The mountainous region of Bamyian, with the small town of the same name, became globally infamous in 2001 when the two giant Buddha sculptures were blown up by the Taliban Islamists. Now on the rocks that have a prominent place in the city, only the gaps of the majestic historical monument still exist.
Bamiyan is considered a relatively safe area of the country with a progressive population mainly of the Hazara tribe. Unfortunately, terrorism hit here too, targeting this Shiite minority once again, with a bomb attack on November 24th 2020 in the central market, which left behind 14 dead and dozens injured.
The Band-e-Amir lake complex in the country’s only national park is the emerald of Afghanistan, like the bright blue color of their waters, caused by the minerals of the seabed.
Herat is a city in the west of the country, near the border with Iran. Its cultural identity and influences from the neighboring country make it an exquisite, distinctive city in Afghanistan. It has some impressive monuments such as the Grand Mosque, a castle with the Citadel, the temple and cemetery of Khwaja Abd Allah.
The capital of Balkh province is located in the north of the country, just 55 km from the Uzbek border. In addition to the majestic Blue Mosque (temple of Ali) it has archaeological monuments of Hellenistic, Buddhist and Islamic times.
Samangan was a station on the Silk Road and an important center of Buddhism in the 4th and 5th centuries.
Kandahar was the capital of the Afghan Empire in the 18th century. In recent history, the region has been a hotbed of NATO military operations and a battleground
Tea, opium and gunpowder….
Afghanistan is a destination on the list of few travelers for whom the planet is not limited by war zones, dangerous territories and government travel warnings.
For me, Afghanistan was for long time an awe-inspiring destination, captured in my imagination as a mythical place unchanged in time, a forbidden travel dream but also a challenge to overcome my fears. The idea matured quite a bit in my mind and I decided that my travel experience is ready for this trip, even in the difficult time of the pandemic and despite its cancellation in early 2020.
Unfortunately, Afghanistan is such a turbulent region that its tourism development is actually non-existent and only a few passionate, adventurous or thoughtless travelers, decide to enter the territory. For 40 years it has been in a bloody civil war, with Talibans’ extremism controlling most of the country, with deadly bombings constantly appearing in the news, while years of US military intervention added even more casualties between civilians. Religious fanaticism, human rights abuses and sharia law are a reality in Islamist areas and conditions so hostile for the population that it is forced follow the refugee path.
Still, Afghanistan is not just that. This isolated country of Central Asia, has a raw charm, a rough barren and imposing natural landscape, a long history, and above all an anthropological treasure of pure souls, tortured but also honest and friendly!
It would be a lie if I say that I was not afraid, that I hadn’t lost my sleep before my trip. I was thinking of my family, how unfair it would be to fill them with pain if i wouldn’t return from this trip, me or my remains…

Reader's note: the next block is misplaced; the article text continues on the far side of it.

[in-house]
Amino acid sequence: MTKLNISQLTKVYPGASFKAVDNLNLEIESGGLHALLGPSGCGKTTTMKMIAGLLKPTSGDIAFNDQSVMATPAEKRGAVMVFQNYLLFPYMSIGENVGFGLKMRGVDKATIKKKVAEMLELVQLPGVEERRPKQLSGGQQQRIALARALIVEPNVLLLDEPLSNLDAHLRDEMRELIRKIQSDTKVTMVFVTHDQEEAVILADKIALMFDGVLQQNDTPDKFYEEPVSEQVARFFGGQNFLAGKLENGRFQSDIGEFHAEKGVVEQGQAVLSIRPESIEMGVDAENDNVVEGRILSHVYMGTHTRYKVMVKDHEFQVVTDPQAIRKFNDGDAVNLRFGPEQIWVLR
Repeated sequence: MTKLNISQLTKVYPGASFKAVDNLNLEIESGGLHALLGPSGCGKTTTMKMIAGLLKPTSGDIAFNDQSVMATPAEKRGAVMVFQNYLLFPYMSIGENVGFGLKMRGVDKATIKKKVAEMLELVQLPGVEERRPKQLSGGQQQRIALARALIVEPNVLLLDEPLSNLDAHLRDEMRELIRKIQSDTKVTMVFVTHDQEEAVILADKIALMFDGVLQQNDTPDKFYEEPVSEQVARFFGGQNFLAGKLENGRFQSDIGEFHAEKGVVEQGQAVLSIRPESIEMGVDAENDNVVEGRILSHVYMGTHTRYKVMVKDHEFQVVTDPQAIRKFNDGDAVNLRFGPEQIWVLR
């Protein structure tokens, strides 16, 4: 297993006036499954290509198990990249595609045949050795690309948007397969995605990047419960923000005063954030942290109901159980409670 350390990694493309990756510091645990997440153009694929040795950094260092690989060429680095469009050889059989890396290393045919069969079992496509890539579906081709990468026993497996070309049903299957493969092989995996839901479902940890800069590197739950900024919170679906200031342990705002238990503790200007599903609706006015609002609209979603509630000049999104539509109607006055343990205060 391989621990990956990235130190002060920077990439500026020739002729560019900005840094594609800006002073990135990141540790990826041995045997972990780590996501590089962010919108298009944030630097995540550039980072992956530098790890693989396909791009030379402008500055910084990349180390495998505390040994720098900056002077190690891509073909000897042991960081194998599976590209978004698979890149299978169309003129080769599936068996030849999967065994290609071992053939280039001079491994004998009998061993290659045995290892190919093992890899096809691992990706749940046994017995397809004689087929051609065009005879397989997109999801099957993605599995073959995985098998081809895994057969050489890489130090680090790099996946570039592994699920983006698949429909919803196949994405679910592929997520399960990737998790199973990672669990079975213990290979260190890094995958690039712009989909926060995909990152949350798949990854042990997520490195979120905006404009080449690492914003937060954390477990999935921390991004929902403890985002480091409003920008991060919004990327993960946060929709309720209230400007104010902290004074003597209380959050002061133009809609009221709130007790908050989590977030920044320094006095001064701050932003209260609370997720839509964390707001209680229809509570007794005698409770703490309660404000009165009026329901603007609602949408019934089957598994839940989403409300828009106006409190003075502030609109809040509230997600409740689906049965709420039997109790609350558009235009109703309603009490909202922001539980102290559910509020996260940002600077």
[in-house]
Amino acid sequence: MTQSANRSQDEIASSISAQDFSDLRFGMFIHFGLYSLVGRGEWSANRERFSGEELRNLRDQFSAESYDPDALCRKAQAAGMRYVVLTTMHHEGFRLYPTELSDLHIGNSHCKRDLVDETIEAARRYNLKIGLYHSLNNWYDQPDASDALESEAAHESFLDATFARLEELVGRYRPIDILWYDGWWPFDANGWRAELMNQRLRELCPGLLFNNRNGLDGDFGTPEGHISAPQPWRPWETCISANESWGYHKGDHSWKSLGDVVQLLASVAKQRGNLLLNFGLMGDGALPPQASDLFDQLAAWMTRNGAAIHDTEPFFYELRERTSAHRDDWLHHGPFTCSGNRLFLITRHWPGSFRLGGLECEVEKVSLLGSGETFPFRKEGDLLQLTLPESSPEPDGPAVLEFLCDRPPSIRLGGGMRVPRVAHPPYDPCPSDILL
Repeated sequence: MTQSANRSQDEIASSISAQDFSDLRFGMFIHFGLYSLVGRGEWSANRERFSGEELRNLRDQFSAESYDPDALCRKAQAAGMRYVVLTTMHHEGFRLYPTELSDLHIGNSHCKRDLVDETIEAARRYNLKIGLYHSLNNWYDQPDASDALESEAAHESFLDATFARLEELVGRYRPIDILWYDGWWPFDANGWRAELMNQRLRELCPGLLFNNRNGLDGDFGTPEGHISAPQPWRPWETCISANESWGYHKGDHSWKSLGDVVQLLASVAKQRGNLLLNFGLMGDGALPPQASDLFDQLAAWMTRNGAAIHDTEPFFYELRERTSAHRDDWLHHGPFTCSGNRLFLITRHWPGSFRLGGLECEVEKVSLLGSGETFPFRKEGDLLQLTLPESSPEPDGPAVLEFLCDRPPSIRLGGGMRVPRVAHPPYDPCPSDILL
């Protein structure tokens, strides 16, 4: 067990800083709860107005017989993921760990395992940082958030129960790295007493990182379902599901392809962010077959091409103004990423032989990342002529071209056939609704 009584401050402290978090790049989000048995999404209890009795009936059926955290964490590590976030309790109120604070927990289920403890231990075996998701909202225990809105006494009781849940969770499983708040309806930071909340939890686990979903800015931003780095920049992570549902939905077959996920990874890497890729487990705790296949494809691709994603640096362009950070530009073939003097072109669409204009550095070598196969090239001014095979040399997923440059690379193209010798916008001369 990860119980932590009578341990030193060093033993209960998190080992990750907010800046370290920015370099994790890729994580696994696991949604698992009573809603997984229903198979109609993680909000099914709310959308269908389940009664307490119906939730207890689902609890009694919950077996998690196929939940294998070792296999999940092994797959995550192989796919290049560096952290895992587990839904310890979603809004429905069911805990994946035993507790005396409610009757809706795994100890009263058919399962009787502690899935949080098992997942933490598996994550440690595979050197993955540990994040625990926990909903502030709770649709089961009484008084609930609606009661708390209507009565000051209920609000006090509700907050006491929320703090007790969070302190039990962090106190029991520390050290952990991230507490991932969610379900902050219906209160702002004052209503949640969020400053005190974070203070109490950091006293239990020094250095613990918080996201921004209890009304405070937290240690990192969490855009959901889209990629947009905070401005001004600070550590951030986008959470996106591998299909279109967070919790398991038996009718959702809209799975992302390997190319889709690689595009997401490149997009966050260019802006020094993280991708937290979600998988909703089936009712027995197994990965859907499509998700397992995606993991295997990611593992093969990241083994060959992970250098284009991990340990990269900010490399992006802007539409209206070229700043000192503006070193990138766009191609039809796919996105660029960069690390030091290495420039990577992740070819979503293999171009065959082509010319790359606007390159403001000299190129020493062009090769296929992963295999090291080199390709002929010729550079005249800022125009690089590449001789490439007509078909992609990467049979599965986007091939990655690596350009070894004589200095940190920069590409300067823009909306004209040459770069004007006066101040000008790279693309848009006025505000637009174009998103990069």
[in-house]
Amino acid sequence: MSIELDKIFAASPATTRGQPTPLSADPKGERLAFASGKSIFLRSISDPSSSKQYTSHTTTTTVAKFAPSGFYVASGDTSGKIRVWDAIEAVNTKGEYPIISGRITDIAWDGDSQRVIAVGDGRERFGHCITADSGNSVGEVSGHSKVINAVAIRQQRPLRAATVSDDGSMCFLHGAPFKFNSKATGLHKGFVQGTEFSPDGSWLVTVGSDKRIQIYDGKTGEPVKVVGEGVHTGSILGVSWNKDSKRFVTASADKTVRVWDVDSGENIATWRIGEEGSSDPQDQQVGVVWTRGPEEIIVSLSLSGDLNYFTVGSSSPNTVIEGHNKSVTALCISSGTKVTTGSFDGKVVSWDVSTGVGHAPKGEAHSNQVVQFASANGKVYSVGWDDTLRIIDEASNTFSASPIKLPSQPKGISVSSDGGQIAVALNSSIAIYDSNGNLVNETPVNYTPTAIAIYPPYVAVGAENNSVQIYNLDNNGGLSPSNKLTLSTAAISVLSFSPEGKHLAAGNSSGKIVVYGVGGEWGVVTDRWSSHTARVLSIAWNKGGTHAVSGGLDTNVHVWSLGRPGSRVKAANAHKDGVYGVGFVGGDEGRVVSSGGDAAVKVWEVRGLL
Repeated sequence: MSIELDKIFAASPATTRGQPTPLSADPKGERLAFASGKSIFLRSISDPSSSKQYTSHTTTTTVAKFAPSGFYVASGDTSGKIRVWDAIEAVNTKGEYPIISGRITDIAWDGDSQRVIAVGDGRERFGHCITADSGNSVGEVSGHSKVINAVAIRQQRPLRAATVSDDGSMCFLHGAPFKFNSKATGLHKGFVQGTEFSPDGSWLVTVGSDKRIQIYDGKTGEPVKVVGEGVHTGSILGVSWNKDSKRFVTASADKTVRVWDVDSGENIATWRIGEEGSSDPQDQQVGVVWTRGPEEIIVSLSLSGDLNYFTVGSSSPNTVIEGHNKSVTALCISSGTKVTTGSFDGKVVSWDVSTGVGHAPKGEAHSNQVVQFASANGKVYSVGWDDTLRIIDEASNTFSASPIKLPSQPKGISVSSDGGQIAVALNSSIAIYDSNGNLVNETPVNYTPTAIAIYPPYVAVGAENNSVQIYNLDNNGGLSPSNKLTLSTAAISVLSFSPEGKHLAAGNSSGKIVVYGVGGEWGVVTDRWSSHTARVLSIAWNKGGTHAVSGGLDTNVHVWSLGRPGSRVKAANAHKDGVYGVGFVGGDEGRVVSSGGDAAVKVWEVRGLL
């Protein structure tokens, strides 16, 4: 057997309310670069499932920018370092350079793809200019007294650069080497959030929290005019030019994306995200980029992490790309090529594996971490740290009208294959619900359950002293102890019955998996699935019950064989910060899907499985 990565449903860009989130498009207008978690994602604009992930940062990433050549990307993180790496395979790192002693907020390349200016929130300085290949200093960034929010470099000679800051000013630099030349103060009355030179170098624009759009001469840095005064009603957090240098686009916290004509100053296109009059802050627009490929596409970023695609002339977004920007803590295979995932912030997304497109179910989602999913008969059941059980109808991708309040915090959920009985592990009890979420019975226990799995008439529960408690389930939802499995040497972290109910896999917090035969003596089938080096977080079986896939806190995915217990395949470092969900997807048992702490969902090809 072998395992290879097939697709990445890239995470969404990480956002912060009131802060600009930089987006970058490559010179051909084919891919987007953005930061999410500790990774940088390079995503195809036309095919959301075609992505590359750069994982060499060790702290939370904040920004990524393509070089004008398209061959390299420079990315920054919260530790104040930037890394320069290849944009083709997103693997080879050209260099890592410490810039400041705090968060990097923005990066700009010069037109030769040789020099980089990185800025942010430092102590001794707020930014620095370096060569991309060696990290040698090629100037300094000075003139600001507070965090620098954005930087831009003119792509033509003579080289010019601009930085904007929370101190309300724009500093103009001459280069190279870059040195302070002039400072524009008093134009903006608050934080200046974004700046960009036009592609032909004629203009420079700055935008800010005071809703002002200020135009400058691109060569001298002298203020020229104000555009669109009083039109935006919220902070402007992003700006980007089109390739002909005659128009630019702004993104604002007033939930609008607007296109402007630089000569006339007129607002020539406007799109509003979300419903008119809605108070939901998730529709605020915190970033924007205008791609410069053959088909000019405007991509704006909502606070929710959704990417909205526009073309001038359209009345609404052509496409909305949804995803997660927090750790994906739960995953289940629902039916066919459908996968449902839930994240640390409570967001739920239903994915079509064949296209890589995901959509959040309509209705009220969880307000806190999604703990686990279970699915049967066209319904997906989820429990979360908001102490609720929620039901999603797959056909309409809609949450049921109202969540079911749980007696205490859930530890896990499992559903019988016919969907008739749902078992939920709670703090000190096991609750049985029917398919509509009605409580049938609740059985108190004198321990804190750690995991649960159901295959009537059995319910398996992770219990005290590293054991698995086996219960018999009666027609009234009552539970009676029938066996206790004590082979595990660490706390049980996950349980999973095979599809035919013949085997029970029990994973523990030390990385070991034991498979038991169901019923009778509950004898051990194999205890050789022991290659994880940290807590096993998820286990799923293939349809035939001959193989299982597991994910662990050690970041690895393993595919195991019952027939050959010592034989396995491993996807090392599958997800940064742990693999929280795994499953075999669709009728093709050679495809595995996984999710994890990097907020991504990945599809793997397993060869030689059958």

Despite the recent negotiations for a truce and the withdrawal of American troops from the country, the attacks increased and the blood tax is daily. The Islamic State (ISIS) has been added to the civil strife, claiming responsibility for daily attacks on students, medical staff, human rights activists, journalists and innocent civilians in crowd gatherings.
Moreover, health risks were serious, in a period of Covid outbreak, in a country that ignores its existence without taking sanitary measures and people without information and precaution.
Once again, passion overcame fear and offered me and my two fellow travelers a valuable, unique experience in a legendary Central Asian destination. As lovers of adventure and chaotic places, passionate to explore unknown lands and cultures, our risk was rewarded generously. I will be happy to share this journey through pictures and stories, so we can travel together without any risk to you.
Welcome to Afghanistan
Entering the airspace of Afghanistan, a white mountain landscape is revealed in the plane window, a land without sign of human presence. Kabul’s International Airport, as expected hosts airborne military units. One of the hot air balloons that constantly monitor the city, figures in the sunny winter sky…
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THE PRINCESS OF SAMANGAN
Samangan is an archeological site of northern Afghanistan, where Buddhist monuments dating to the 4th and 5th centuries AD are preserved. Today, much of Balkh province is under Taliban control, in a war that has been raging for 40 years.
There, in the Takht-e Rostam stupa carved entirely from the rock, walking carelessly through the perimeter of the excavated structure, I felt a presence following me.
A little girl about 5 years old, with dirty clothes and hair and an empty sack often held by children in this country, with a complaining and frightened look, was coming after me. She had only one shoe and was stepping on the icy ground with her muddy feet! When I stopped, she did the same, when I continued she followed my footsteps. I tried to speak to her sweetly, to make her smile. The child was about to cry. Eventually I fell into tears first, trying to hide tears behind the dark glasses to get unnoticed.
I travel a lot in developing countries and have encountered great poverty, many children living in absolute misery… I had emotional moments many times, especially when help is never enough, when pencils and notepads are like a drop in the ocean … But this Barefoot princess broke my heart!
In the car I had a lot of markers for the children of Afghanistan, a second pair of socks, several wafers from my fellow passengers. The child hardly could hold them with in her arms, without changing her gaze or mood. We couldn’t leave this child like this. We asked our driver to take us to nearest town and buy her shoes. Our request was fulfilled, in another chaotic and dangerous city, we found children’s socks and perfect sneakers in a size suitable for the years to come.
The little princess was still waiting there when we returned, almost an hour later. We washed her feet and put on her brand new shoes. The little girl was still shy and puzzled until we left, she did not forget to collect her old shoe. Then we saw the little Afghan girl running happily on the slopes of Samangan, a princess in her own kingdom…